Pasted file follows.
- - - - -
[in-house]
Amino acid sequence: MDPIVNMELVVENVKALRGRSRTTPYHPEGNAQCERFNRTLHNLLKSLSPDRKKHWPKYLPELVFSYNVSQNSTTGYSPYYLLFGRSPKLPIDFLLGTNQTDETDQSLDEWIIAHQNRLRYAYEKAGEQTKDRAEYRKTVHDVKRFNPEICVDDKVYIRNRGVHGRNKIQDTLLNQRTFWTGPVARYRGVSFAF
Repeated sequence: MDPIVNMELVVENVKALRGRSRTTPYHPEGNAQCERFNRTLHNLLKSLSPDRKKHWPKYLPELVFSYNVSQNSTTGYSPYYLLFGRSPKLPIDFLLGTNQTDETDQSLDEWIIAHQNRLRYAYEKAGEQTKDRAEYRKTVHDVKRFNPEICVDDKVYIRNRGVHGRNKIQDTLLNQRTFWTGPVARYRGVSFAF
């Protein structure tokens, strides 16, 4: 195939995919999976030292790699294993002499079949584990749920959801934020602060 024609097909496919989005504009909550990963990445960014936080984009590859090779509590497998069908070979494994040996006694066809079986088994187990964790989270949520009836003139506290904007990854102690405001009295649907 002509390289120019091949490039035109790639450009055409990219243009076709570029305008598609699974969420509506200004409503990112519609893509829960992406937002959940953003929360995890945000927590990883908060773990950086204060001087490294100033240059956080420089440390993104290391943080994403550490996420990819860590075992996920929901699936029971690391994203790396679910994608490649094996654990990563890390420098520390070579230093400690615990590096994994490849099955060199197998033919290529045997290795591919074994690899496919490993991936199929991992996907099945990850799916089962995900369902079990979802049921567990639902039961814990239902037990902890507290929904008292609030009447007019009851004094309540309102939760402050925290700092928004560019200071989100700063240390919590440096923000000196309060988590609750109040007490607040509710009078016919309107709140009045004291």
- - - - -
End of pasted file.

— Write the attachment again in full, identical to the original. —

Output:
[in-house]
Amino acid sequence: MDPIVNMELVVENVKALRGRSRTTPYHPEGNAQCERFNRTLHNLLKSLSPDRKKHWPKYLPELVFSYNVSQNSTTGYSPYYLLFGRSPKLPIDFLLGTNQTDETDQSLDEWIIAHQNRLRYAYEKAGEQTKDRAEYRKTVHDVKRFNPEICVDDKVYIRNRGVHGRNKIQDTLLNQRTFWTGPVARYRGVSFAF
Repeated sequence: MDPIVNMELVVENVKALRGRSRTTPYHPEGNAQCERFNRTLHNLLKSLSPDRKKHWPKYLPELVFSYNVSQNSTTGYSPYYLLFGRSPKLPIDFLLGTNQTDETDQSLDEWIIAHQNRLRYAYEKAGEQTKDRAEYRKTVHDVKRFNPEICVDDKVYIRNRGVHGRNKIQDTLLNQRTFWTGPVARYRGVSFAF
């Protein structure tokens, strides 16, 4: 195939995919999976030292790699294993002499079949584990749920959801934020602060 024609097909496919989005504009909550990963990445960014936080984009590859090779509590497998069908070979494994040996006694066809079986088994187990964790989270949520009836003139506290904007990854102690405001009295649907 002509390289120019091949490039035109790639450009055409990219243009076709570029305008598609699974969420509506200004409503990112519609893509829960992406937002959940953003929360995890945000927590990883908060773990950086204060001087490294100033240059956080420089440390993104290391943080994403550490996420990819860590075992996920929901699936029971690391994203790396679910994608490649094996654990990563890390420098520390070579230093400690615990590096994994490849099955060199197998033919290529045997290795591919074994690899496919490993991936199929991992996907099945990850799916089962995900369902079990979802049921567990639902039961814990239902037990902890507290929904008292609030009447007019009851004094309540309102939760402050925290700092928004560019200071989100700063240390919590440096923000000196309060988590609750109040007490607040509710009078016919309107709140009045004291």